Chinese cuisine uses fruits and vegetables for color, flavor and texture. Fruits add sweetness and crunchy texture. Vegetables are the base for most dishes. Chinese cuisine is a mix of sweet and sour, mild and spicy. Gardeners in different parts of the country grow different fruits and vegetables for Chinese cuisine, but everyone can grow at least one to add home-grown flavor and quality to homemade dishes.
Pineapple (Ananas comosus) is native to Central and South America and the Caribbean and is a main ingredient in sweet and sour Chinese dishes. The plant grows from 3 to 6 feet tall and about the same in width. The plant produces long sword-like leaves growing in a spiral formation around a central stem. Leaves at the bottom of the stem are 2 inches long, and they grow progressively larger (up to 8 inches) at the top of young plants. When the plants are mature, the leaves grow as large as 5 feet long. The semi-rigid leaves help collect rain water around the base of the plant. A single cluster of 50 to 200 or more white to violet-blue flowers appears once the plant has produced between 70 and 89 leaves. A crown of as many as 150 short leaves develops at the top of the cluster. The fruit is created when the fruits of individual flowers fuse together and weighs up to 5 lbs. Pineapple is hardy in USDA Zones 10 and 11. Plant in full sun and a soil that is moist and well-drained.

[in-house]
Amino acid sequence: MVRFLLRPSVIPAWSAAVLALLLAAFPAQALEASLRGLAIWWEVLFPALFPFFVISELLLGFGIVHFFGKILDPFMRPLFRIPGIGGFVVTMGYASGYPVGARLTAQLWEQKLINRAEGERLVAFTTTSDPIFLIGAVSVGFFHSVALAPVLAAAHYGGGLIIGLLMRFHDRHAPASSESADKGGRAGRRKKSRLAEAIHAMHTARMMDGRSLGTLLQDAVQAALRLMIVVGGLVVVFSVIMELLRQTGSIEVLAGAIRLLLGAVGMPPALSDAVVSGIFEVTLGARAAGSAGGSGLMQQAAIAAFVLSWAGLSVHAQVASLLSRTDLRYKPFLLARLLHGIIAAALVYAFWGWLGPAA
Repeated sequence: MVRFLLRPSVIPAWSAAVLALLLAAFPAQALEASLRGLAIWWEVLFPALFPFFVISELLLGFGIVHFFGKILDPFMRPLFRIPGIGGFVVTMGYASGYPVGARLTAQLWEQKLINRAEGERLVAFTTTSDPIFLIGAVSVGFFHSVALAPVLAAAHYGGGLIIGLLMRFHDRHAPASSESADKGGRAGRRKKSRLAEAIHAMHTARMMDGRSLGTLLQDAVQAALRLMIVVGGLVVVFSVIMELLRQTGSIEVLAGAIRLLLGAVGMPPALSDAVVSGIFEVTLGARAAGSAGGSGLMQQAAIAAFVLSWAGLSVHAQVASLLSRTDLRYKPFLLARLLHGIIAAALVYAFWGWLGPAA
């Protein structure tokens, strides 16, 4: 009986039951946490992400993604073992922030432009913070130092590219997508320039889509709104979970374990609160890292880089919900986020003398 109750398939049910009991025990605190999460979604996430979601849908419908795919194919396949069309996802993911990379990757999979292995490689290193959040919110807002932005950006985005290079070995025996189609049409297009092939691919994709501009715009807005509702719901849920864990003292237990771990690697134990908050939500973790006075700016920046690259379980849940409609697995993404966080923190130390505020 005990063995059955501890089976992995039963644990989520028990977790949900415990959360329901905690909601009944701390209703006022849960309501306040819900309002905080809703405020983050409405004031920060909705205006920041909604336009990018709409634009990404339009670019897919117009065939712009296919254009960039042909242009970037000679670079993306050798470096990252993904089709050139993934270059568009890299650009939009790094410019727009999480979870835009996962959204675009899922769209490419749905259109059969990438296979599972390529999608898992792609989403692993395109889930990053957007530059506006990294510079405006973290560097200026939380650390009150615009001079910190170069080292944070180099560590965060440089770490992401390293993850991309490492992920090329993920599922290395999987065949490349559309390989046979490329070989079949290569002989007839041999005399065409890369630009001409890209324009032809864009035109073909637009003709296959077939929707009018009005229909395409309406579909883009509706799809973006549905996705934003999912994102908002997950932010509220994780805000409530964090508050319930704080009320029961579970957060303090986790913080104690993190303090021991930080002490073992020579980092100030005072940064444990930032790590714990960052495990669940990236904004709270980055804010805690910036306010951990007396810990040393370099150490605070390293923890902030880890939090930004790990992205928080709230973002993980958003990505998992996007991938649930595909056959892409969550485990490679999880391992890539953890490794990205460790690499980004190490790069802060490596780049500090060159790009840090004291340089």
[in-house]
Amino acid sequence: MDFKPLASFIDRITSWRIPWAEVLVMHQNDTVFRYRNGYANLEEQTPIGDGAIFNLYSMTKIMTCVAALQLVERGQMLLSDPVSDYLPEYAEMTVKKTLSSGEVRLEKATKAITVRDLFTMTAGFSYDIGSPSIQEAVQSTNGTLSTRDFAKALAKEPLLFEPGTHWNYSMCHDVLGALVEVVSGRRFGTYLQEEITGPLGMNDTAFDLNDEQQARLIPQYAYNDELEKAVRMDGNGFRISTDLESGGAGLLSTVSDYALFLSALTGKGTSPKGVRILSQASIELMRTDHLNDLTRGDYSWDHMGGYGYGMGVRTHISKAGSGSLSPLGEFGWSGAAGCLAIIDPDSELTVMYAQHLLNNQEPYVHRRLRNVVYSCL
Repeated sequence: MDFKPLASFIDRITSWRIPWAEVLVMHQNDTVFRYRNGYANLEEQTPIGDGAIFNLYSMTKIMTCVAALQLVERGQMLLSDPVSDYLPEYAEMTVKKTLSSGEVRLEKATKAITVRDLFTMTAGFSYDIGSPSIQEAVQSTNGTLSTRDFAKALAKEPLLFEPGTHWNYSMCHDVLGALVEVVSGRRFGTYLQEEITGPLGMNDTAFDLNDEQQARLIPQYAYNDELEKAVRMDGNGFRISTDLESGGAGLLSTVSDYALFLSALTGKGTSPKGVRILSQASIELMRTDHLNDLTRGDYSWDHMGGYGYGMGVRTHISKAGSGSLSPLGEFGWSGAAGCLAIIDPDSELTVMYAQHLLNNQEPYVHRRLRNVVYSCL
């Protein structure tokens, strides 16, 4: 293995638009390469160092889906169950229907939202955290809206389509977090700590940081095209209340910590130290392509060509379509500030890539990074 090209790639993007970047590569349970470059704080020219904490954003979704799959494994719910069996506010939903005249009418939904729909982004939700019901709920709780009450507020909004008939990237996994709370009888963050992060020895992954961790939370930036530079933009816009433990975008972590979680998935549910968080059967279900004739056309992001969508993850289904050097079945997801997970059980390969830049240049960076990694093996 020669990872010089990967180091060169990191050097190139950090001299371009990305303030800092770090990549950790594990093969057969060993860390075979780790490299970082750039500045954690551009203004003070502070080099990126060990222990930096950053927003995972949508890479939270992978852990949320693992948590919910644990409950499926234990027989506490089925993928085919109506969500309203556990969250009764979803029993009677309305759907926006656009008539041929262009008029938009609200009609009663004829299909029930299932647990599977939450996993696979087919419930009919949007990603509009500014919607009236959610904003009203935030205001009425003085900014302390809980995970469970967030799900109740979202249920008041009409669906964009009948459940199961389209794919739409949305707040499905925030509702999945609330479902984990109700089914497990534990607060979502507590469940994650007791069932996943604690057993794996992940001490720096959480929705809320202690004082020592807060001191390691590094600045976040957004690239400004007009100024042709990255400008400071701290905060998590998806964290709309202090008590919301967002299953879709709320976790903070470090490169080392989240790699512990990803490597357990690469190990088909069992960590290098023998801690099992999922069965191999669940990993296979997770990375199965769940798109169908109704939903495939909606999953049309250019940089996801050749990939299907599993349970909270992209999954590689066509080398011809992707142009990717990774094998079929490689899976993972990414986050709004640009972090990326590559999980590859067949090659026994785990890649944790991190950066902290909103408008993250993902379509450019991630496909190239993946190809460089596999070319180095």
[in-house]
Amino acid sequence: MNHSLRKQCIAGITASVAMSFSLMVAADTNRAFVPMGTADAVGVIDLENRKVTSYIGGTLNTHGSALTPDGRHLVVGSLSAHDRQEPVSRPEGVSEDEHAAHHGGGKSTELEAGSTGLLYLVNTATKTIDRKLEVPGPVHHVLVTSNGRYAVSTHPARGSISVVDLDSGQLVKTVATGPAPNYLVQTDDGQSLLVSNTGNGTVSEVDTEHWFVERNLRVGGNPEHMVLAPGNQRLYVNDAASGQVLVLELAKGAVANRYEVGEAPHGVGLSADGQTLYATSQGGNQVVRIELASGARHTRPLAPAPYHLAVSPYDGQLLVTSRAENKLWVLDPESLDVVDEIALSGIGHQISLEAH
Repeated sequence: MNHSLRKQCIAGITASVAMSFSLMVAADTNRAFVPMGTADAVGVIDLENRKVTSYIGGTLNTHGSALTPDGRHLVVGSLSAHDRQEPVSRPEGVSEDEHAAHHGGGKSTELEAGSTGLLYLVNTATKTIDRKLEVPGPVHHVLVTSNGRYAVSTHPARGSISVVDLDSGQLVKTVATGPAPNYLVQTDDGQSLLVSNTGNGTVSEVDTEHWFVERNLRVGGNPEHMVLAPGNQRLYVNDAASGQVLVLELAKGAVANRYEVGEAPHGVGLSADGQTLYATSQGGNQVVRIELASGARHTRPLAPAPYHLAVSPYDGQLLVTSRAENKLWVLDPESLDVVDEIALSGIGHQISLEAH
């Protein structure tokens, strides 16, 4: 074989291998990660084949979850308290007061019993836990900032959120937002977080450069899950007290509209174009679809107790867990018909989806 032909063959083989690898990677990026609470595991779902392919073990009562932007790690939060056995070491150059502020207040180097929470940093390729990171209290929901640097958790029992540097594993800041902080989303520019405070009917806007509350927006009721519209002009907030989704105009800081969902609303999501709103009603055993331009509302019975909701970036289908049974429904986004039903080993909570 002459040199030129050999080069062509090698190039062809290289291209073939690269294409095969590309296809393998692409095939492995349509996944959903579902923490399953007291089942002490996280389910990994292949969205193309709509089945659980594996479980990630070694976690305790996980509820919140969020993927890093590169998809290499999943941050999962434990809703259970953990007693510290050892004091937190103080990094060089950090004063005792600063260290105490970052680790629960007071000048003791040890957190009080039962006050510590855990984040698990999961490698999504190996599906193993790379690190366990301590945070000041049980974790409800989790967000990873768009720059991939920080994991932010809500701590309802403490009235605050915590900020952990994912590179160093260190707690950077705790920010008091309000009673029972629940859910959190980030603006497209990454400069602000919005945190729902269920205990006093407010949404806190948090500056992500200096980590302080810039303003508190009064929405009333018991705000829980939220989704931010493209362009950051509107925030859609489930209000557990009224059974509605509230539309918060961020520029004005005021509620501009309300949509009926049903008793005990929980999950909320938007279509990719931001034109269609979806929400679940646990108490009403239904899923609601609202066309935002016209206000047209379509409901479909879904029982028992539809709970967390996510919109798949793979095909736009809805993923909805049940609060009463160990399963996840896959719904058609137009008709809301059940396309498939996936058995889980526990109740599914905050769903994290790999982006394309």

Water chestnut (Pachira aquatica) is also known as Guiana chestnut, Malabar chestnut, money tree and saba nut. The plant is a tree that grows up to 60 feet tall with dark green, compound leaves from 8 to 10 inches long. Cream-white flowers develop from 14-inch long buds which give way to football-shaped woody seed pods up to 12 inches long and 5 inches in diameter that contain multiple nuts. Plant water chestnut in full sun or partial shade and a soil that is wet. The plant is hardy in USDA Zones 10 to 11.
Bok choy (Brassica campestris L) is also known as pak choi, Chinese mustard, celery mustard, pe-tsai, chongee and Japanese white celery mustard. The plant produces thick, white leafstalks and smooth, round, glossy dark-green leaves. The plant is a cool-season annual that grows when the temperatures range from 60 to 70 degrees F--spring in the north and fall or winter in the south.
Scallion (Allium fistulosum) is also known as green onion, bunching onion and ciboule. The plant is a perennial evergreen that grows up to 2 feet tall and 1 foot in diameter. Hollow, tube-like leaves grow from elongated bulbs. Flower stalks with small green flowers growing in round, umbrella-shaped clusters from 1 to 3 inches in diameter appear after a cold spell. Plant scallions in full sun or partial shade and a soil that is moist to dry. The plant is hardy in USDA Zones 6 to 9.